The key word in these verses is "for. " The cross was a divine act, incomprehensible to us, substituting the Innocent for the guilty, the Righteous for the unrighteous. Christ's body torn for us, His bloodshed for us.

It is the shedding of Christ's blood, by which He satisfied the Law's demand for death, that brings to the penitent sinner forgiveness, peace, and assurance of heaven. Through the cross Jesus re moves condemnation from repentant sinners. Through the cross He gives us the breastplate of righteousness, the armor of God to overcome the evil one.

Then let us preach the cross. Let us fix our eyes upon Calvary and learn what happened there. When people under stand how Christ has already borne their guilt for sin and by faith accept this fact personally, then there will be no uncertainty. They will rejoice in Jesus, follow Him, and be "eagerly waiting for him" (Heb. 9:28).

The Supper is the sign. The Supper highlights the assurance of the cross. To partake of the bread and of the symbolic blood is to affirm that we have partaken of Christ's atonement, of His provision, and thus of full salvation. Did not Jesus call it " 'the new covenant' " in His blood (1 Cor. 11:25)? It is more than just a memorial; it is a covenant, a promise. It is the backward look that inspires the forward look and leads to the securing of the present experience.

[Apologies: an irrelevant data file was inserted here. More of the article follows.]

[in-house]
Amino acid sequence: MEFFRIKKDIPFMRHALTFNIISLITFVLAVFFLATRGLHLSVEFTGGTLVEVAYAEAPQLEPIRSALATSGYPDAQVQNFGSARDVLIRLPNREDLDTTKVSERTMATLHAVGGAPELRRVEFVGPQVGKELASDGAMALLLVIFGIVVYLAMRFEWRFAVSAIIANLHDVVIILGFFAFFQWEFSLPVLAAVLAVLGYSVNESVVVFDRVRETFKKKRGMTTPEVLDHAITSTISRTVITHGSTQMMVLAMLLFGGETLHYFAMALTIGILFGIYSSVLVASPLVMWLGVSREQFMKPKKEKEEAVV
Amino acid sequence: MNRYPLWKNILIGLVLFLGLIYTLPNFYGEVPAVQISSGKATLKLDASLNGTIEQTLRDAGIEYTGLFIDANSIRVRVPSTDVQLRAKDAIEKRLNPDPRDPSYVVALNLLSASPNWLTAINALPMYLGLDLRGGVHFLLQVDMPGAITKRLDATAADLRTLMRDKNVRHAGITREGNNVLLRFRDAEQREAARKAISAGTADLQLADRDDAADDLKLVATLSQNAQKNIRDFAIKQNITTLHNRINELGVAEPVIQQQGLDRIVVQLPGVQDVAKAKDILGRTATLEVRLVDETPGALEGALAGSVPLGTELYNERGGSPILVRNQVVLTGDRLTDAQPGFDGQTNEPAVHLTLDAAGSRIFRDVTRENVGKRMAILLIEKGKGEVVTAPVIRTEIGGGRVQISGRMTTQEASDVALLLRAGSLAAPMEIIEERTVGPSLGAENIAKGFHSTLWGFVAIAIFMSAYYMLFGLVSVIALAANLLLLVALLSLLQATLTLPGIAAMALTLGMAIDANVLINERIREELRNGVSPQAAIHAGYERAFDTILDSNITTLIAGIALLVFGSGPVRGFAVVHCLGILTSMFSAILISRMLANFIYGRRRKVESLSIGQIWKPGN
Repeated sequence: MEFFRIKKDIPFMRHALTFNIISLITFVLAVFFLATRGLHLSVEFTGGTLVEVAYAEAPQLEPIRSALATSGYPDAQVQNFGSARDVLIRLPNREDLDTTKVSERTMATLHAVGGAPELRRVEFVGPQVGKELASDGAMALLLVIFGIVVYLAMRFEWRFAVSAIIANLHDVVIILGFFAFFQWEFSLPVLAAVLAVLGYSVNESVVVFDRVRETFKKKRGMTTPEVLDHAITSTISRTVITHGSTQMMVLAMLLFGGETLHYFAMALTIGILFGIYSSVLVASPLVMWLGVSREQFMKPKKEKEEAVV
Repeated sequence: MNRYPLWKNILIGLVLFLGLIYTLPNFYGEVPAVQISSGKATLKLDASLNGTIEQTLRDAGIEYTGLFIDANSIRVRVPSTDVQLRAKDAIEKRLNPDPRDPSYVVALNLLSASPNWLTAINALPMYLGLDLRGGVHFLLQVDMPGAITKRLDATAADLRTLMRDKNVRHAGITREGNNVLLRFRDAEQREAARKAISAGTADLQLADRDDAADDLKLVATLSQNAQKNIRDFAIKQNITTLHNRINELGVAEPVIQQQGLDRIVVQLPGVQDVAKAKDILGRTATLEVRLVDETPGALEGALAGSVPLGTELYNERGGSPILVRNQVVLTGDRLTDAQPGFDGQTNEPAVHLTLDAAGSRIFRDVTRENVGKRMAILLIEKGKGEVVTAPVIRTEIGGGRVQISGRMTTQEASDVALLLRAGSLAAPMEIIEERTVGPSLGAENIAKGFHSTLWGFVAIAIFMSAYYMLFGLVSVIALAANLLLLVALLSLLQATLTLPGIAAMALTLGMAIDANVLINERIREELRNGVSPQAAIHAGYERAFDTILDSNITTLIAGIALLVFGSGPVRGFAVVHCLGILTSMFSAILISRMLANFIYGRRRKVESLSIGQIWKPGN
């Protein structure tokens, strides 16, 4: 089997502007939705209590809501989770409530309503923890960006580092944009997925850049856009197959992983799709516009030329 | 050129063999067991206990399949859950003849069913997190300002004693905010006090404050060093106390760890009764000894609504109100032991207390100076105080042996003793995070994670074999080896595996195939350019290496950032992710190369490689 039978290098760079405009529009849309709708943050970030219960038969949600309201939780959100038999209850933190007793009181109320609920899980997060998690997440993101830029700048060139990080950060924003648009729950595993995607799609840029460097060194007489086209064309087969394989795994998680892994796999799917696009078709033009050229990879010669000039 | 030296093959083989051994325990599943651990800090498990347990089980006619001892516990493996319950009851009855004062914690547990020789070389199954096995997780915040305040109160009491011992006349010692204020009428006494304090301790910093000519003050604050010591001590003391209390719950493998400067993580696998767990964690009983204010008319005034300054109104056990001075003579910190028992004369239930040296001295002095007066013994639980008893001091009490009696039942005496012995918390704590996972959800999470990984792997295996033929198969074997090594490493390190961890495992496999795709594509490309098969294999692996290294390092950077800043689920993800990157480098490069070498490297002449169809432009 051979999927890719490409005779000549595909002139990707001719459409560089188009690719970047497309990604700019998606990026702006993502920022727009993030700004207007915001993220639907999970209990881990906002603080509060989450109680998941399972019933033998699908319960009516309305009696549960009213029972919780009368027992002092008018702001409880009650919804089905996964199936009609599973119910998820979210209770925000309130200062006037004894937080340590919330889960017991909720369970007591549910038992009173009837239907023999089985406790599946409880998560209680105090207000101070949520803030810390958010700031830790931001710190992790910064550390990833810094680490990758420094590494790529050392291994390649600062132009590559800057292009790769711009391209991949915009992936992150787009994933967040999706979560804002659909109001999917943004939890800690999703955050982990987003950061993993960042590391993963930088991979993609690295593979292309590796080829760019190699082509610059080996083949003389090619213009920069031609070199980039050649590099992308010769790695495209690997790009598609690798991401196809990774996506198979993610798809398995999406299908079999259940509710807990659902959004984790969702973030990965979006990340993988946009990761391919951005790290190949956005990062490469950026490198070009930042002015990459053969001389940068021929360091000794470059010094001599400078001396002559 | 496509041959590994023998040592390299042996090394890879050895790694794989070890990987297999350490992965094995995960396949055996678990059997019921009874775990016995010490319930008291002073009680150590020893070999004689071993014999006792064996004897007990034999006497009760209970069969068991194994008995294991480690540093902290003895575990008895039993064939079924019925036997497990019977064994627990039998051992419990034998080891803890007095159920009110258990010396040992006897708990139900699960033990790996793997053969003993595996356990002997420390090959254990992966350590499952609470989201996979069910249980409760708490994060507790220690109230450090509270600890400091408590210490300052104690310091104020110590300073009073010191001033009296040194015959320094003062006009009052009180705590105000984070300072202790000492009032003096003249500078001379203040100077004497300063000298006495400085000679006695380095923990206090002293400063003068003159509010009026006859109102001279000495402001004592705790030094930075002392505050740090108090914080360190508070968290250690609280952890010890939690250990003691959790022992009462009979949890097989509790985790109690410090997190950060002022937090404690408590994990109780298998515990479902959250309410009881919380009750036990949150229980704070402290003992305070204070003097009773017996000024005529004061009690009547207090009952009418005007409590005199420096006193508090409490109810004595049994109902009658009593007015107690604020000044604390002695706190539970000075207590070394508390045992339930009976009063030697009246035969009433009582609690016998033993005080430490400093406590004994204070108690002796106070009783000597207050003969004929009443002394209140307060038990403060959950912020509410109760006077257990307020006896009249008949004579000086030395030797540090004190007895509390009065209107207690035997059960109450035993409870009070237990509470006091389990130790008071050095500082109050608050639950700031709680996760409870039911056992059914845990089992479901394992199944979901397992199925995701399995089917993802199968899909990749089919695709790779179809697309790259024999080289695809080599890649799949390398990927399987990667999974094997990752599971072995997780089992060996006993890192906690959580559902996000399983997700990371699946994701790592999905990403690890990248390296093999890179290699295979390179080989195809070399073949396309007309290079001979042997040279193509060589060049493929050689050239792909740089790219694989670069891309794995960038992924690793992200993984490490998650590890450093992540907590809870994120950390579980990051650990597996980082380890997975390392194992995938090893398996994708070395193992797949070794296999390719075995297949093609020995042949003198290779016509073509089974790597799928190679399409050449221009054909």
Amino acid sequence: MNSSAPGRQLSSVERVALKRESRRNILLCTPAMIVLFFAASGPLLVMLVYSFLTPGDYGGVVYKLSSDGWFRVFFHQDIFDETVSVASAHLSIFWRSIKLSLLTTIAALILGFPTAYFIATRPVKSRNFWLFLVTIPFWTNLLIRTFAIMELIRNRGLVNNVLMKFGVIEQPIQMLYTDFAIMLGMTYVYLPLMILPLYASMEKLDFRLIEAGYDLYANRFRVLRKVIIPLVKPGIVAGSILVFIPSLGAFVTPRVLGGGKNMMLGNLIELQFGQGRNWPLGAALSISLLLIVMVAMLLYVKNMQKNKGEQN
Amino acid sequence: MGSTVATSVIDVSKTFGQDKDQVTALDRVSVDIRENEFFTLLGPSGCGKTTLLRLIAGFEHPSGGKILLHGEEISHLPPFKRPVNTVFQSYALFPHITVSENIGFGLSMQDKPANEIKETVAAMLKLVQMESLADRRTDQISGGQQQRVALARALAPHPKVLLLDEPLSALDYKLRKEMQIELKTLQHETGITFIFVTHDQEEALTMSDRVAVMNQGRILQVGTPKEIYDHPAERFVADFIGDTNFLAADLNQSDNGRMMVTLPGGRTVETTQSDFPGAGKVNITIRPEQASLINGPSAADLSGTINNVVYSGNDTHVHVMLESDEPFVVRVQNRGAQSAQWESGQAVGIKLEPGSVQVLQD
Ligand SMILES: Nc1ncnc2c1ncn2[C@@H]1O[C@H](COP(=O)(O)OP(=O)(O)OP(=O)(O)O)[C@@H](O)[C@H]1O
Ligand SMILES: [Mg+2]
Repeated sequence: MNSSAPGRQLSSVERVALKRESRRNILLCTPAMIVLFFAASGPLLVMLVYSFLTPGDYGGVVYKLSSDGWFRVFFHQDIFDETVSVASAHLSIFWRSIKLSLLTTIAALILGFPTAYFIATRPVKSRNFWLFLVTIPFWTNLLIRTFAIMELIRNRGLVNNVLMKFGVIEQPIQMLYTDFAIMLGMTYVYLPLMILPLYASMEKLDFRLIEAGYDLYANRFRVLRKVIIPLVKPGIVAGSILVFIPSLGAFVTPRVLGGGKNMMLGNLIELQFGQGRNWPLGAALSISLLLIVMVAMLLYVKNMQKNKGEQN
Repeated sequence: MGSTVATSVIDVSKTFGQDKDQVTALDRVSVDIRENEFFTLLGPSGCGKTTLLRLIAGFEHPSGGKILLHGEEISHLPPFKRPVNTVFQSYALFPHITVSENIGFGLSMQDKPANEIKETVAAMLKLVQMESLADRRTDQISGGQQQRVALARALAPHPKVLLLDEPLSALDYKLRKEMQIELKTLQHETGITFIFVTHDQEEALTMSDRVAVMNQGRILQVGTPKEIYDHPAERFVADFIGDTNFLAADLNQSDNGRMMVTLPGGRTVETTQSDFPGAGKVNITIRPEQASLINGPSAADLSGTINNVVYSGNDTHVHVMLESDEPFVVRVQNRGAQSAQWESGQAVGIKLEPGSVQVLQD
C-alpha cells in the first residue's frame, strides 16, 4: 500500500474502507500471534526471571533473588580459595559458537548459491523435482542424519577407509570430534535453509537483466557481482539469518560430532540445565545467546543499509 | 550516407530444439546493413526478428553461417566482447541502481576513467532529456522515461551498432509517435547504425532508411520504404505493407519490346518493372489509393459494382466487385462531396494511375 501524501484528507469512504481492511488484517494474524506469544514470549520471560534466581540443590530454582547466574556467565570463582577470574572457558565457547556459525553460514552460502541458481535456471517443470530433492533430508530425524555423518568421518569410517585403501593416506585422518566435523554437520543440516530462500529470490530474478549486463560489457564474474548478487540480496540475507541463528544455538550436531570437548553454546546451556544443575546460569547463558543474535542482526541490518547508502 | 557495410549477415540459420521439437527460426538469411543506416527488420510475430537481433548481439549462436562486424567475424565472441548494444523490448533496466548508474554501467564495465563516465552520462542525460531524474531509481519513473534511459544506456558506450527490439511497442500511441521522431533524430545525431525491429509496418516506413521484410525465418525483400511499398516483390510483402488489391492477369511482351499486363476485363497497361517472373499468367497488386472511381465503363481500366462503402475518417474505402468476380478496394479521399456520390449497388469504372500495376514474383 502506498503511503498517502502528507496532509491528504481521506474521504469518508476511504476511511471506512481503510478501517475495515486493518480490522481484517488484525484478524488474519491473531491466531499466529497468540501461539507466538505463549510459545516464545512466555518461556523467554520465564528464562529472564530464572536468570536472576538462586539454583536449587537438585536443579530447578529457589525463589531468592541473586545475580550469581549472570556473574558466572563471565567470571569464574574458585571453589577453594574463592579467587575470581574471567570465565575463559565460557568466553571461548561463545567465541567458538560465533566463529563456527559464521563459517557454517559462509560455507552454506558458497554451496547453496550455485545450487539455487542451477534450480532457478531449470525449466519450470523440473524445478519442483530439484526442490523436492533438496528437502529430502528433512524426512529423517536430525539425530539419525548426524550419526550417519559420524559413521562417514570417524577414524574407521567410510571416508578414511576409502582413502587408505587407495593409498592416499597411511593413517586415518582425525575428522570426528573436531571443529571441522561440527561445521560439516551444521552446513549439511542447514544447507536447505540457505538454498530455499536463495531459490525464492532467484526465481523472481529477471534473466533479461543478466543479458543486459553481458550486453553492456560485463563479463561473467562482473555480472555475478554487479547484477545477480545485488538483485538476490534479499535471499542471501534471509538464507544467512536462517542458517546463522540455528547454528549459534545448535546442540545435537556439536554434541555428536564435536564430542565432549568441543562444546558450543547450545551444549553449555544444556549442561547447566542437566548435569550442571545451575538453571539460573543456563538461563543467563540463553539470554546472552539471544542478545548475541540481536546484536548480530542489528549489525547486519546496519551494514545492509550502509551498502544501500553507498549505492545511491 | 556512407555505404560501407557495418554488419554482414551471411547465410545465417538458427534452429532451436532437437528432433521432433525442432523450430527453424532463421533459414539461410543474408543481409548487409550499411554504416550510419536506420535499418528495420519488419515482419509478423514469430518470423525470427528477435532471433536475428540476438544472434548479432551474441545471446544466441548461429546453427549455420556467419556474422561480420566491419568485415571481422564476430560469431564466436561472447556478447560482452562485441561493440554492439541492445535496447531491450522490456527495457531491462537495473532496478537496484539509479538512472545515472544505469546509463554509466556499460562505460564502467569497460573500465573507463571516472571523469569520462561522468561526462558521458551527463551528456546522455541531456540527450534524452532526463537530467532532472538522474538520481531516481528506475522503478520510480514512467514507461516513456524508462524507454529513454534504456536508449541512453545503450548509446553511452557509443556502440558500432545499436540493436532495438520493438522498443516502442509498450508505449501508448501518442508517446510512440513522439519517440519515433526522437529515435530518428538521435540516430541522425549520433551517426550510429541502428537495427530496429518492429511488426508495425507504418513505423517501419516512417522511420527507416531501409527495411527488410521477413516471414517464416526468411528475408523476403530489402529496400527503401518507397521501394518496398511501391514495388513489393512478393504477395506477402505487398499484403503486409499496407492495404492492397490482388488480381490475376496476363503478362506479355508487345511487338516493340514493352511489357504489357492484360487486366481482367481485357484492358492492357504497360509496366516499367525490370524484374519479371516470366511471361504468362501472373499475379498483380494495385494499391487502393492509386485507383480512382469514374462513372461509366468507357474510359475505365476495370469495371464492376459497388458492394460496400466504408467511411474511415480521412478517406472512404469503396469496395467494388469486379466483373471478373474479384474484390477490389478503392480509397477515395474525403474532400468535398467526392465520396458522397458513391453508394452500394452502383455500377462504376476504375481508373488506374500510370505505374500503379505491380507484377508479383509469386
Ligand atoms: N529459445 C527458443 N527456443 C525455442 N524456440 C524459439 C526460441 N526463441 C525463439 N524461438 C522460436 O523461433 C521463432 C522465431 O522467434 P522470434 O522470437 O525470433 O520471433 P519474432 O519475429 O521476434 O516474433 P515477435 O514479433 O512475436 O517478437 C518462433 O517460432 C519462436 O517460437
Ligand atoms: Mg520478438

This look is ours to make. In the Israelite camp, no one was healed who did not come to the door of his tent and look to the bronze serpent that symbolized Christ made to be sin for us (see Num. 21:9; John 3:14, 15; 2 Cor. 5:21). Like Peter walking on the water, we may lose our security if we remove our gaze from Jesus and fasten it upon ourselves. The looking, the walking, and the partaking are interrelated and continuing activities.

It is not enough to come to the table and gaze upon the emblems; we must partake. We are to accept the provision—Christ for us; and the power—Christ in us. What food is to the body, Christ is to the soul. As the bread and the wine are absorbed into the bloodstream and become a part of our very being, so the benefits of the cross, righteousness and peace, are put to work in us through the indwelling Christ.

Unlike baptism, the ordinance of the Supper is to be enacted repeatedly. "For as often," we are told, "as you eat this bread ..." The first look to Christ, the initial acceptance of Him, is not the end. The look must become a gaze, the acceptance of Christ must develop into an abiding in Him. " 'He who eats my flesh and drinks my blood abides in me, and I in him' " (John 6:56).

The crucifixion took place in time but stands in eternity. Calvary is to be our assurance and inspiration, not only at the commencement of our Christian walk but at every step we take toward the promised kingdom. It is as the cross of Jesus assumes first place in our affections that we "proclaim the Lord's death until he comes."

The past, present, and future are en compassed in the cross; and these three dimensions are combined in Christ's unalterable promise "'He who eats my flesh and drinks my blood has eternal life, and I will raise him up at the last day'" (verse 54). Here is security, peace, and power!

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Edwin Gallagher is a pastor presently studying for his M.A. in religion in the Graduate School of Andrews University, Berrien Springs, Michigan. He has written a number of articles and is the author of the book Yours for the Asking.

April 1979